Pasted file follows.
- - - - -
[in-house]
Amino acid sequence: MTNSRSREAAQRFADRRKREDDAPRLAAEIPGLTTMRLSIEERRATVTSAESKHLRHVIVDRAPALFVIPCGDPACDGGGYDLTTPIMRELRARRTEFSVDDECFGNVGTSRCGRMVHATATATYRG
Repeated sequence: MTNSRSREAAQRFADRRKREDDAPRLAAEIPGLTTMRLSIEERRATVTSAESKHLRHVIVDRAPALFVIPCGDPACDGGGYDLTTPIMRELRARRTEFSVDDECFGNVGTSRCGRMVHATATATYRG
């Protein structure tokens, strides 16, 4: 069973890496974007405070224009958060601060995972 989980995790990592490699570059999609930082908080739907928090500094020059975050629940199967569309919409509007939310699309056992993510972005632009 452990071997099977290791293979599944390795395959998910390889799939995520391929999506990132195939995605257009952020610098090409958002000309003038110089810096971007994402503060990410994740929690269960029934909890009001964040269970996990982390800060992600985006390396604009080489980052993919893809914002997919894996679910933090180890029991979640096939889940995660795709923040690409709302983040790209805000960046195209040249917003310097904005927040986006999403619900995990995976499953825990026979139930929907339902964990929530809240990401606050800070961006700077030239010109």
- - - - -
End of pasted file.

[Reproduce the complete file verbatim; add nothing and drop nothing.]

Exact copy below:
[in-house]
Amino acid sequence: MTNSRSREAAQRFADRRKREDDAPRLAAEIPGLTTMRLSIEERRATVTSAESKHLRHVIVDRAPALFVIPCGDPACDGGGYDLTTPIMRELRARRTEFSVDDECFGNVGTSRCGRMVHATATATYRG
Repeated sequence: MTNSRSREAAQRFADRRKREDDAPRLAAEIPGLTTMRLSIEERRATVTSAESKHLRHVIVDRAPALFVIPCGDPACDGGGYDLTTPIMRELRARRTEFSVDDECFGNVGTSRCGRMVHATATATYRG
């Protein structure tokens, strides 16, 4: 069973890496974007405070224009958060601060995972 989980995790990592490699570059999609930082908080739907928090500094020059975050629940199967569309919409509007939310699309056992993510972005632009 452990071997099977290791293979599944390795395959998910390889799939995520391929999506990132195939995605257009952020610098090409958002000309003038110089810096971007994402503060990410994740929690269960029934909890009001964040269970996990982390800060992600985006390396604009080489980052993919893809914002997919894996679910933090180890029991979640096939889940995660795709923040690409709302983040790209805000960046195209040249917003310097904005927040986006999403619900995990995976499953825990026979139930929907339902964990929530809240990401606050800070961006700077030239010109």